4. More production is in the cards
So 2018 should be a relatively weak year for gold production, with oil picking up the slack. That's a mixed story at best. However, CFO Rana provided a quick rundown of the assets to watch over the next few years:
[These are] the assets that will drive our growth over the next 3 to 4 years. This year, you'll see the initial benefit of the Tasiast and Ahafo expansions and from Brucejack, Cerro Moro and Sissingue that are new builds. Cobre Panama will be the big growth driver in 2019 and 2020 and expansion of Stillwater from roughly 500,000 ounces per annum, up to 800,000 ounces per annum will be completed in 2021.
Clearly there's a lot of detail lost in that list, but the real story is that Franco-Nevada's partners have projects in the works that will help push Franco-Nevada's production higher after 2018. So don't get too caught up in the production numbers this year; pay more attention to how the company's litany of growth projects are moving forward. And don't stop with the list above -- Rana made sure to add that, "There is also a stable of projects we expect to move into development." In other words, there's more good news to come.
5. Dividends, dividends, dividends
One of the most interesting things about Franco-Nevada compared to gold miners is the company's dividend. It has been increased every year since its IPO in 2008. According to the CEO:
[W]hat I'm most proud of [is] our dividend track record. In 2017, Franco-Nevada paid more in dividends than any other gold Company in the world... We've been able to increase our per share dividend each year for the past 10 years.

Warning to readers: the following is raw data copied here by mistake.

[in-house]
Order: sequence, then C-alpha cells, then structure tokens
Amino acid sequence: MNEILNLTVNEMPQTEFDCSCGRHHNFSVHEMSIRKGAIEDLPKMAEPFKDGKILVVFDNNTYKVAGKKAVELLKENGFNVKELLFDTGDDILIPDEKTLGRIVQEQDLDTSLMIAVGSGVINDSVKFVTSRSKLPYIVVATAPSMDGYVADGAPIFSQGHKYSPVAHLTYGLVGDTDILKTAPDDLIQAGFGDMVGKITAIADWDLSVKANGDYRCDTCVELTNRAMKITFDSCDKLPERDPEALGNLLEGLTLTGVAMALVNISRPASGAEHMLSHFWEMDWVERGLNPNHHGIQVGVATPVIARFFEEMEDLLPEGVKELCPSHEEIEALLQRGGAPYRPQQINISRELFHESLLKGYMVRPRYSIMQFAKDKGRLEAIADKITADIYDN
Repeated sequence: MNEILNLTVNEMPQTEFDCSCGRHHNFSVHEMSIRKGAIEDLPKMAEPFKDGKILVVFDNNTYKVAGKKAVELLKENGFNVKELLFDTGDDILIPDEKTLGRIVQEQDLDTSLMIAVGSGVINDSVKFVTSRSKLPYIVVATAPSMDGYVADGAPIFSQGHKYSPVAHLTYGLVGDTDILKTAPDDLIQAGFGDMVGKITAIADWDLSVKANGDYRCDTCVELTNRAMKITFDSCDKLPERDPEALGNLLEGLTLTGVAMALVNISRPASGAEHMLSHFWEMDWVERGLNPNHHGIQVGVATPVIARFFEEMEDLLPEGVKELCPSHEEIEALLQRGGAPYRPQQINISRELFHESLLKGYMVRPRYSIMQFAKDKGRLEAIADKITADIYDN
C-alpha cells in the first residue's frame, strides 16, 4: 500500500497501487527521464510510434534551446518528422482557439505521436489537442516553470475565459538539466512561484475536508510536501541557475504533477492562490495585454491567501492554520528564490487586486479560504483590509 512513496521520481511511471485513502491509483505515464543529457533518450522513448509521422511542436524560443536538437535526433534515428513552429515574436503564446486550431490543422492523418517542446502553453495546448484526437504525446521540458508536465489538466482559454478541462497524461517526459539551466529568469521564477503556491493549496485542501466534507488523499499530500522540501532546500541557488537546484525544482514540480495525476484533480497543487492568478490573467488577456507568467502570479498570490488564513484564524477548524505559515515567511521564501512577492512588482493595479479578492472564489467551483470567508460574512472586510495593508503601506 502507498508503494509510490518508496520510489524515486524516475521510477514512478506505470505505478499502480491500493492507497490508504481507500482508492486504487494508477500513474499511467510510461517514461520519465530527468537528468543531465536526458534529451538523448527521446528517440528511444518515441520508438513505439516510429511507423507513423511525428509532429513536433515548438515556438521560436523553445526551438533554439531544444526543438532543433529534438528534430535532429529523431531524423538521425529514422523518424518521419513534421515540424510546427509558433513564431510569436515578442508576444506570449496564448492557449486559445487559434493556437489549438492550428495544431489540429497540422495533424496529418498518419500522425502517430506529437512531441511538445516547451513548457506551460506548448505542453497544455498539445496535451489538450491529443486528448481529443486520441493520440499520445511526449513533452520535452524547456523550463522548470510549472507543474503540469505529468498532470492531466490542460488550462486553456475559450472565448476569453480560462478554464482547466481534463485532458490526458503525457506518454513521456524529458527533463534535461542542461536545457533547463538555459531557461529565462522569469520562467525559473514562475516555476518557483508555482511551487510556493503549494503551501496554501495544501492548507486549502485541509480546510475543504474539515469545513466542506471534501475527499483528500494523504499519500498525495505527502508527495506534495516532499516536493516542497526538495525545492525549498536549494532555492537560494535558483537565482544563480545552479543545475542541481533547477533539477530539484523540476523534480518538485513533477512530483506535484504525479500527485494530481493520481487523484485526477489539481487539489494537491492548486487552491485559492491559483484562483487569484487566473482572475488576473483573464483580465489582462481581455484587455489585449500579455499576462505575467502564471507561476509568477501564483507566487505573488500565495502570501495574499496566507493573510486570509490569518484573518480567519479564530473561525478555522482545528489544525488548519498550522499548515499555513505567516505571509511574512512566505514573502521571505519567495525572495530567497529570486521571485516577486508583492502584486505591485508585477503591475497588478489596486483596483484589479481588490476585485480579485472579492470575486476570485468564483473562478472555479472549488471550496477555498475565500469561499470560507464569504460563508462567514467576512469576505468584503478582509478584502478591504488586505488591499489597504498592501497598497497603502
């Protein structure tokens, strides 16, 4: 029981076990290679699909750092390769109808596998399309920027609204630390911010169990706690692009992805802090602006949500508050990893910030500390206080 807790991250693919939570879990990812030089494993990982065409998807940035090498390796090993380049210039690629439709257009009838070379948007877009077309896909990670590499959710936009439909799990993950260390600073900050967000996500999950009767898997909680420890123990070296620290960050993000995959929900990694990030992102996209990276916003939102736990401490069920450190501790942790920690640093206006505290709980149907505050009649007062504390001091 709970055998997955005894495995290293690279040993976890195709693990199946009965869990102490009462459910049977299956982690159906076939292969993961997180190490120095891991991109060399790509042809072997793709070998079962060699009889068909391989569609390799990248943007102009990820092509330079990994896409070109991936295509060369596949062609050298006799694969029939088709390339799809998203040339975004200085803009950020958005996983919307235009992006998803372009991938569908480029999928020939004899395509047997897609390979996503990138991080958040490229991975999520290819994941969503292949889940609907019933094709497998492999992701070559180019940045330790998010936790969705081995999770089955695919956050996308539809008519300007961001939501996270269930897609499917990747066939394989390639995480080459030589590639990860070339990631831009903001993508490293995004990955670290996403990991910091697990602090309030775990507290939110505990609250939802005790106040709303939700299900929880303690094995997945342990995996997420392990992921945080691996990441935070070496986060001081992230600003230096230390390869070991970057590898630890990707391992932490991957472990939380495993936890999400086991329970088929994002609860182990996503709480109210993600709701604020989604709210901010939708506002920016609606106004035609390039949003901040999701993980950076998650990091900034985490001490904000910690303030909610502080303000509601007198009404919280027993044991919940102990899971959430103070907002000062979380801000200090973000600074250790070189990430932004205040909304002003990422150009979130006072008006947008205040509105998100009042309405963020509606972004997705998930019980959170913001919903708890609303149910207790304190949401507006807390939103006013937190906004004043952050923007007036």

During the call Harquail describes Franco-Nevada as the "risk off" gold investment. While that's partially about the company's low leverage, the dividend is another important part of the story. Essentially, while commodity prices may move around, Franco-Nevada's growing dividend provides investors something to hold onto so they stick around to benefit from the long-term diversification that gold and silver can offer.
If you are wondering how Franco-Nevada manages this feat, the answer is the strength of the streaming and royalty business model. A quick look at Franco-Nevada's EBITDA margins compared to miner Goldcorp (NYSE:GG) captures this dynamic in action. The commodity downturn pushed Goldcorp's margins deep into the red, while Franco-Nevada's margins stayed stable and wide because of its locked-in low gold costs. Expect another dividend hike this year, by the way.
If you are looking for gold exposure
All in, the story from Franco-Nevada's management team was a good one, despite the dip in gold production expected this year. The streaming and royalty company lived up to management's projections in 2017, is financially strong, is benefiting from its diversification efforts, and has projects that will drive growth over the next few years. All of that should support another dividend hike in 2018, with more to come after that if CEO Harquail's long-term expectations are close to the mark. With the stock off roughly 20% from its late 2017 highs, investors might want to take the time to get to know Franco-Nevada a little better today.